User avatar
Trey
Posts: 158
Joined: October 1st, 2010, 8:40 pm
Location: NE OHIO

Re: Rattlesnake Handling YES or NO

Post by Trey » April 14th, 2015, 1:00 pm

Here is my opinion on the matter specifically concerning rattlesnakes.

If a snake is encountered on the crawl and fleeing, as they usually are, I will handle it in order to get a photograph. If it is encountered and sitting still, there is no reason to disturb it usually. Simple as that.

condyle
Posts: 206
Joined: September 25th, 2010, 2:46 pm
Location: Santa Cruz ca

Re: Rattlesnake Handling YES or NO

Post by condyle » April 14th, 2015, 6:45 pm

I'm afraid the drive to handle any "vertebrate" till I was 13 was so overwhelming (in particular venomous forms) only a hefty bite could deter me. Thankfully, newly discovered girlfriends interviend to my parents relief!

User avatar
John Delgado
Posts: 168
Joined: June 29th, 2014, 10:10 am
Location: Ukiah, CA

Re: Rattlesnake Handling YES or NO

Post by John Delgado » April 15th, 2015, 9:31 pm

Trey wrote:Here is my opinion on the matter specifically concerning rattlesnakes.

If a snake is encountered on the crawl and fleeing, as they usually are, I will handle it in order to get a photograph. If it is encountered and sitting still, there is no reason to disturb it usually. Simple as that.
Ya ... based on the very dense vegetation throughout the area of my study, I am leaning toward this method. Them rattlers, my gorgeous hot friends, get to movin' toward that brush right quick around up in them hills by golly :lol: I gots to sometimes grab ahold of'em and sweet talk'em ... calm'em down a spell.

However, my greatest desire is to photograph and video in situ. I have all the time in the world, all I need to do is grab a few shots and enough video footage to edit a 90 to 120 second video. Now, if I'm on an in situ then time is NOT a factor ... I would spend ALL the time I need to NOT disturb the rattlesnake.

In 2014 I would spend 25 to 40 minutes with a subject. Collect 250 digital shots and enough video to edit a 10 to 12 minute video. TOO MANY shots ... and wayyyyyyyyyyy too much video...! - But it was my first year, it was exciting, it was new ... it was heart pounding ... it was TOO MUCH...!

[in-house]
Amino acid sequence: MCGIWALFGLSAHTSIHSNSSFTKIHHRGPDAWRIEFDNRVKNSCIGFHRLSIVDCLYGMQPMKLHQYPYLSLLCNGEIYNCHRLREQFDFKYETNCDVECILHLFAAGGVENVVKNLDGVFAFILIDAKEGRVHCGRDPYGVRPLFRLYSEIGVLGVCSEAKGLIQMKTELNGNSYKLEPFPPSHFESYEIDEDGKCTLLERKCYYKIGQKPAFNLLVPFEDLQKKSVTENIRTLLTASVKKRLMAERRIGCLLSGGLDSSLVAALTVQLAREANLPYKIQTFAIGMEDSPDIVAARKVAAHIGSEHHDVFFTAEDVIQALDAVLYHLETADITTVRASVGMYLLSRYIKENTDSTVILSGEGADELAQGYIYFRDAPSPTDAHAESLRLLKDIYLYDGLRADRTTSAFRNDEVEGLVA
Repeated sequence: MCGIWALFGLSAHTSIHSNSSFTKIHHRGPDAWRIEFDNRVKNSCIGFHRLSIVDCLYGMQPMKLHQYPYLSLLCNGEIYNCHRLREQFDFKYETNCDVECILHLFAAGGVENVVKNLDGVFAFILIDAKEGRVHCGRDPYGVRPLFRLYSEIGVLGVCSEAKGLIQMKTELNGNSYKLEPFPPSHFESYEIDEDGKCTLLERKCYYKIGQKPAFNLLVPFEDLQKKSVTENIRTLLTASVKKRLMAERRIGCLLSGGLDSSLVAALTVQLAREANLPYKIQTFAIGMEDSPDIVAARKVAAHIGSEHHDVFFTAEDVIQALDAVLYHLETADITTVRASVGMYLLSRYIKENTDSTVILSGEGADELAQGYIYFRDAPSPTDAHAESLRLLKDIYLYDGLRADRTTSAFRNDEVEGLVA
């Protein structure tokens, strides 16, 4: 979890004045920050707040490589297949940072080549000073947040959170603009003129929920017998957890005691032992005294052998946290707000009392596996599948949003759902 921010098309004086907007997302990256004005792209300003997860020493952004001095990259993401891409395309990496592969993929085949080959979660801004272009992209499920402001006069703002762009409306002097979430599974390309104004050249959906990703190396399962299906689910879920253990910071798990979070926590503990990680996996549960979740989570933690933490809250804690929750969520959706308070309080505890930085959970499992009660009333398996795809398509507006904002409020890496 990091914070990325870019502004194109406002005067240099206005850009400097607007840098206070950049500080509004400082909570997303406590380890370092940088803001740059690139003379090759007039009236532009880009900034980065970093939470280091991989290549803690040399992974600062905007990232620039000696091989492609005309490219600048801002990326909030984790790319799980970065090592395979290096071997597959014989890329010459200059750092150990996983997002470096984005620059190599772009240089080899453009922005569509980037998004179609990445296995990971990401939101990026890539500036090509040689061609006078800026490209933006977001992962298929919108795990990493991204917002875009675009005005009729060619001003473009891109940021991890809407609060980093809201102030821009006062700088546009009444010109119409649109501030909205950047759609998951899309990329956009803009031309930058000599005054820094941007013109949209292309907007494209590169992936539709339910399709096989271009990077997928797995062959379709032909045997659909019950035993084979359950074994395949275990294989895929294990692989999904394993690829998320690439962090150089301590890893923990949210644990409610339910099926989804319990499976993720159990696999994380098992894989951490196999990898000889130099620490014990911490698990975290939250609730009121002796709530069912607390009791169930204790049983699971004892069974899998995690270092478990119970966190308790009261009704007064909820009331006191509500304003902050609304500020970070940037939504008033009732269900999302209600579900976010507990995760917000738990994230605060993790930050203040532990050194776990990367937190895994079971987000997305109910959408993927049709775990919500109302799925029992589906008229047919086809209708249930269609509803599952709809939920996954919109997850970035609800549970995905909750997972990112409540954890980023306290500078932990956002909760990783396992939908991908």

Now, if I have to detain ... I'm thinking I need only 5 to 10 minutes-max with a subject ... 20 to 30 or 40-max digital images and minimal video footage, enough to create a 60 to 90 second video. I like to always make sure to video the release as a sign of respect. Then quickly move on and search for that in situ session.

I think what I need to do is become more efficient with my DSLR camera settings, so I have that confidence in only needing 20 to 40 shots and walk away. And ... 20 to 40 shots is NOT a lot ... continuous frame mode is my friend.

Question to the in situ experienced members of FHF - Do you sometimes handle a rattlesnake to get pics? Or do you always pass up a rattlesnake that you could've caught and move on to the next looking for ONLY in situ?

User avatar
Stohlgren
Posts: 603
Joined: November 6th, 2010, 9:59 am
Location: Athens, GA (Columbia, MO)

Re: Rattlesnake Handling YES or NO

Post by Stohlgren » April 16th, 2015, 5:59 am

John Delgado wrote:Question to the in situ experienced members of FHF - Do you sometimes handle a rattlesnake to get pics? Or do you always pass up a rattlesnake that you could've caught and move on to the next looking for ONLY in situ?
I follow a similar philosophy as Trey. If I encounter a snake on the move, I don't have an issue with posing it quickly for a photo. Especially if it is on a road and I have to move it anyways, for it's own safety. Now that I have amassed a good number of photos of coiled, angry, rattlesnakes, I do find myself passing on those opportunities more often, especially if there is not a good photo opp (bad light, ugly habitat). If I were to encounter a new species or one I haven't seen that often, I would likely pose it for some decent pics.

Here are two Sistrurus that were moved off roads and I snapped a few pics before letting them go on their way:

Image

Image

As for "handling", I recommend only using a hook or long stick. No need to risk a bite by tailing (or pinning, which you mentioned you wont do). Plus, bites always make the snake look like the bad guy. (I know this was covered some above, but just reiterating)

Also, don't think that a snake on the move can't provide in situ opportunities. Lots of times they will flee, but often, venomous snakes (vipers, anyways) will freeze when spotted.

Image

Image

Image

User avatar
BillMcGighan
Posts: 2308
Joined: June 7th, 2010, 8:23 am
Location: Unicoi, TN

Re: Rattlesnake Handling YES or NO

Post by BillMcGighan » April 16th, 2015, 6:46 pm

Pretty much as has been said: handling moving animals to get them off a busy trail or out of the road is fair game.

Any animal you meet on the road will generally give you a good defensive posture shot. This means these pictures are a dime a dozen. Everybody’s got them.


Image


Image



Animals that are quiet, even in full view, are not worth disturbing; they’re a precious memory in their own right:

Image


Image


Image


Image


This is where binoculars can help.

User avatar
John Delgado
Posts: 168
Joined: June 29th, 2014, 10:10 am
Location: Ukiah, CA

Re: Rattlesnake Handling YES or NO

Post by John Delgado » April 17th, 2015, 2:23 pm

I DID IT...! - Yesterday I went out and took my FIRST EVER in situ rattlesnake photographs

Please go to THIS THREAD to see ---► http://www.fieldherpforum.com/forum/vie ... =2&t=21859

Post Reply